St. John's in Division No. 1 (Avalon Peninsula), Newfoundland and Labrador — The Canadian Atlantic
Battle of Signal Hill
La bataille de Signal Hill
This hill was the site of the decisive assault by British troops on the French lines, September 15, 1762, in the last phase of the battle in North America between the forces fo Great Britain and France. The victorious attack, led by Captain Charles Macdonell, compelled the French to surrender St. John’s to the British army under command of Colonel William Amherst and confirmed British possession the Island of Newfoundland.
Ici même se déroula final des lignes français par les troupes britannique le 15 septembre 1762. Ce fut le dernier engagement entre la France et la Grande-Bretagne en Amérique de Nord. L’attaque victorieuse menée par le capitaine Charles Macdonell obligea les Français à abandonner Saint-Jean à l’armée britannique et assura à l’Angleterre la possession de l’île de Terre-Neuve.
Erected 1961 by Historic Sites and Monument Board of Canada/Commission de lieux et monuments historique du Canada.
Location. 47° 34.203′ N, 52° 40.917′ W. Marker is in St. John's, Newfoundland and Labrador, in Division No. 1 (Avalon Peninsula). Marker can be reached from Signal Hill Road. Click for map. Marker is in this post office area: St. John's, Newfoundland and Labrador A1A, Canada.
Other nearby markers. Cabot Tower (here, next to this marker); Peacetime Use (a few steps from this marker); Noon Day Gun (a few steps from this marker); Fishery (a few steps from this marker); Swiling (within shouting distance of this marker); Ice (within shouting distance of this marker); 1892: The Great Fire (within shouting distance of this marker); Transatlantic Radio Signals (within shouting distance of this marker). Click for a list of all markers in St. John's.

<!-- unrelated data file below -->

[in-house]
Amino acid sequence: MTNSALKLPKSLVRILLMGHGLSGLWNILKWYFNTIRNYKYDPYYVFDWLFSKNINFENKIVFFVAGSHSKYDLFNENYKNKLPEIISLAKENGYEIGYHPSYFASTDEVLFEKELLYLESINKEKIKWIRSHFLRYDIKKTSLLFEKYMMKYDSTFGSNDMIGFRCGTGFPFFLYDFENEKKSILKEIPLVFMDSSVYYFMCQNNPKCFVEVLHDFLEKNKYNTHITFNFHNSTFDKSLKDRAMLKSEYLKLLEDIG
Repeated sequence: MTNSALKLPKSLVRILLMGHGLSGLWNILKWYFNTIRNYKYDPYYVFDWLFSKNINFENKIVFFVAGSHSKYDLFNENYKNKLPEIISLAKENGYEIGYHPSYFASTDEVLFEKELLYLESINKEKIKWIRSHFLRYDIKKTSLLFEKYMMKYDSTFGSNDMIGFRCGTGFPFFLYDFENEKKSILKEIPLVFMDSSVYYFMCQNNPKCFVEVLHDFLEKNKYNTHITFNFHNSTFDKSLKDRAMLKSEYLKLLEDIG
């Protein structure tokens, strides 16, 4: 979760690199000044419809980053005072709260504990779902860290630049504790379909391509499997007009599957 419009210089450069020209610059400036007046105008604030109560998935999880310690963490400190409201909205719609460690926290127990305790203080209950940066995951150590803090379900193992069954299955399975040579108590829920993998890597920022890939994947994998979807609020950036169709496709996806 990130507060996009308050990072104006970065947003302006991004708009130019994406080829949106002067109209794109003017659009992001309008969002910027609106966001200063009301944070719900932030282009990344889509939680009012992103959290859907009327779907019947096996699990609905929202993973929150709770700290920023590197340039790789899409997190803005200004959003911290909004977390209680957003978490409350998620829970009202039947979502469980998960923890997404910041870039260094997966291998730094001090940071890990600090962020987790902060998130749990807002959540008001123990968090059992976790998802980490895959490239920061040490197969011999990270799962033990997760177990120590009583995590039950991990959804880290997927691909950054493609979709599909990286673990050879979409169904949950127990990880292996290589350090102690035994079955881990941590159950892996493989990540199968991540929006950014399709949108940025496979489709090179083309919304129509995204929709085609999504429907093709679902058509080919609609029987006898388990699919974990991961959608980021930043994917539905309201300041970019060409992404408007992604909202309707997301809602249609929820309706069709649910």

More about this marker. This marker is mounted on Cabot Tower at Signal Hill National Historic Site.
Regarding Battle of Signal Hill. The Battle of Signal Hill was the last battle in North America of the Seven Years War, or the French and Indian War as is known in the United States.
Also see . . . Battle of Signal Hill. On September 13, 1762, the British landed at Torbay, a few miles to the north. Ternay and Haussonville were unable to counter it, so to hamper the British advance, they dispatched a detachment to guard the bare summit of Signal Hill. (Submitted on November 16, 2014, by Barry Swackhamer of San Jose, California.)
Categories. • War, French and Indian •
Credits. This page originally submitted on , by Barry Swackhamer of San Jose, California. This page has been viewed 232 times since then and 93 times this year. Photos: 1, 2, 3. submitted on , by Barry Swackhamer of San Jose, California. • Andrew Ruppenstein was the editor who published this page. This page was last revised on June 16, 2016.